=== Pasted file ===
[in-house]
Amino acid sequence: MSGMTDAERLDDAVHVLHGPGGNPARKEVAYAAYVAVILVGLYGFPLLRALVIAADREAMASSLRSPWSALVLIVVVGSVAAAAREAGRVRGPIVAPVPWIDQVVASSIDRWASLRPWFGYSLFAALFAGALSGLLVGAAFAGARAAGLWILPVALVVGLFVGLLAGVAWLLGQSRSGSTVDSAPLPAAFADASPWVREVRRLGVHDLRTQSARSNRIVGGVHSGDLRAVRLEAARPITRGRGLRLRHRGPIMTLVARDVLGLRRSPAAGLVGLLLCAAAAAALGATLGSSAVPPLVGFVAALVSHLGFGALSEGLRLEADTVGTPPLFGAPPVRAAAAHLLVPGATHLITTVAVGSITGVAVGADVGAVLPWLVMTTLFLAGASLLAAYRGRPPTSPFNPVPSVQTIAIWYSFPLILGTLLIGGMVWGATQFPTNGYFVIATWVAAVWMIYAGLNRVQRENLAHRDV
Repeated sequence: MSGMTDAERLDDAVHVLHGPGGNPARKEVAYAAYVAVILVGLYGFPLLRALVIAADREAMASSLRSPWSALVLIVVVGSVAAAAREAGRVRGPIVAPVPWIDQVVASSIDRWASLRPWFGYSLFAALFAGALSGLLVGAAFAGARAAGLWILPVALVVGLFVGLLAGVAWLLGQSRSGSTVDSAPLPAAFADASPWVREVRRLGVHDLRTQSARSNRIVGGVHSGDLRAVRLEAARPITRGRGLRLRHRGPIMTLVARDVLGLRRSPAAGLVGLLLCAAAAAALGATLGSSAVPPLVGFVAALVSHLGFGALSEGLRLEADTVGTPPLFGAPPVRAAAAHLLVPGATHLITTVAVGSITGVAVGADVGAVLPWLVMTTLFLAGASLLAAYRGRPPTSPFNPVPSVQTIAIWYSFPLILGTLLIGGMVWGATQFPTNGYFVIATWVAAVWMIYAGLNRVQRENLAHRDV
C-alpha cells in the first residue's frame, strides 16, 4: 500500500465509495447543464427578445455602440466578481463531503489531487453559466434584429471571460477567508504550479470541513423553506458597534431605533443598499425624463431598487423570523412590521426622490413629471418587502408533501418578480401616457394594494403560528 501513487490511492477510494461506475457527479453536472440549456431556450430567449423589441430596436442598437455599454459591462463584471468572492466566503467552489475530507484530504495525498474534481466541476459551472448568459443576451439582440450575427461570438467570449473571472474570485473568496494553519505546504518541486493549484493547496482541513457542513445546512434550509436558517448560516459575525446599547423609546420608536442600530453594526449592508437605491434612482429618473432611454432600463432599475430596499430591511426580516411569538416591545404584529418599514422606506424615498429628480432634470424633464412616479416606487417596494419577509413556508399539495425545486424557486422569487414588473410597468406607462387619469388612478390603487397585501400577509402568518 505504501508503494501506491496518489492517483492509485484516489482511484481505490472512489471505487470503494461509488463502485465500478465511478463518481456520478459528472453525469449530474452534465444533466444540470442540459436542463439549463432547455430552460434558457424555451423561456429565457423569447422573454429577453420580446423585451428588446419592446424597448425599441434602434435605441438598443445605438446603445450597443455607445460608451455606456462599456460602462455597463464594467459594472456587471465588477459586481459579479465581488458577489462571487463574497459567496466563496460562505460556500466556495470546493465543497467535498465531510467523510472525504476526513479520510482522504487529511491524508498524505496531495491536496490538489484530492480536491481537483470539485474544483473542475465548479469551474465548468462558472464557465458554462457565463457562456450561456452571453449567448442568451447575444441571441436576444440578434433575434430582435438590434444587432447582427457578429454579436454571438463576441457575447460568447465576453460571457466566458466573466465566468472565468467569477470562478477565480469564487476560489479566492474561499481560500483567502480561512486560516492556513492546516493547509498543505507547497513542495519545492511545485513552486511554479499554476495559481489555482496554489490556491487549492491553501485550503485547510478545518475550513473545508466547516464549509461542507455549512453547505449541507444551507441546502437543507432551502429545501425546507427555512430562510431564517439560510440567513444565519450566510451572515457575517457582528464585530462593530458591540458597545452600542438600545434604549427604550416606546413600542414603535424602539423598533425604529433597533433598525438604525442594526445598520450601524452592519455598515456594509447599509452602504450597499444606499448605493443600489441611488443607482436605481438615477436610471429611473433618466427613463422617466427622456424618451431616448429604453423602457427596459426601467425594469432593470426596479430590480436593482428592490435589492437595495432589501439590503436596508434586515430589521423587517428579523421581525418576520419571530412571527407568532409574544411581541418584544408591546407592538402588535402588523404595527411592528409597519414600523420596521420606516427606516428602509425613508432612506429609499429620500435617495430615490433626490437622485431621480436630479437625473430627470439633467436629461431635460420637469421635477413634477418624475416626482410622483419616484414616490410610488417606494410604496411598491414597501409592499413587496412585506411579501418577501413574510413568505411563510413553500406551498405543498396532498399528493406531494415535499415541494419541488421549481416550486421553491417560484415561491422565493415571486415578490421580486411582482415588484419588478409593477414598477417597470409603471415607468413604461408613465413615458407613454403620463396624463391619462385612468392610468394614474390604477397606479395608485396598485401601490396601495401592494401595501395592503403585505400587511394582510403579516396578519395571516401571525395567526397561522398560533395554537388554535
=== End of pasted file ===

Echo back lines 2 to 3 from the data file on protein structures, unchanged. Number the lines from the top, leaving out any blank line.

Amino acid sequence: MSGMTDAERLDDAVHVLHGPGGNPARKEVAYAAYVAVILVGLYGFPLLRALVIAADREAMASSLRSPWSALVLIVVVGSVAAAAREAGRVRGPIVAPVPWIDQVVASSIDRWASLRPWFGYSLFAALFAGALSGLLVGAAFAGARAAGLWILPVALVVGLFVGLLAGVAWLLGQSRSGSTVDSAPLPAAFADASPWVREVRRLGVHDLRTQSARSNRIVGGVHSGDLRAVRLEAARPITRGRGLRLRHRGPIMTLVARDVLGLRRSPAAGLVGLLLCAAAAAALGATLGSSAVPPLVGFVAALVSHLGFGALSEGLRLEADTVGTPPLFGAPPVRAAAAHLLVPGATHLITTVAVGSITGVAVGADVGAVLPWLVMTTLFLAGASLLAAYRGRPPTSPFNPVPSVQTIAIWYSFPLILGTLLIGGMVWGATQFPTNGYFVIATWVAAVWMIYAGLNRVQRENLAHRDV
Repeated sequence: MSGMTDAERLDDAVHVLHGPGGNPARKEVAYAAYVAVILVGLYGFPLLRALVIAADREAMASSLRSPWSALVLIVVVGSVAAAAREAGRVRGPIVAPVPWIDQVVASSIDRWASLRPWFGYSLFAALFAGALSGLLVGAAFAGARAAGLWILPVALVVGLFVGLLAGVAWLLGQSRSGSTVDSAPLPAAFADASPWVREVRRLGVHDLRTQSARSNRIVGGVHSGDLRAVRLEAARPITRGRGLRLRHRGPIMTLVARDVLGLRRSPAAGLVGLLLCAAAAAALGATLGSSAVPPLVGFVAALVSHLGFGALSEGLRLEADTVGTPPLFGAPPVRAAAAHLLVPGATHLITTVAVGSITGVAVGADVGAVLPWLVMTTLFLAGASLLAAYRGRPPTSPFNPVPSVQTIAIWYSFPLILGTLLIGGMVWGATQFPTNGYFVIATWVAAVWMIYAGLNRVQRENLAHRDV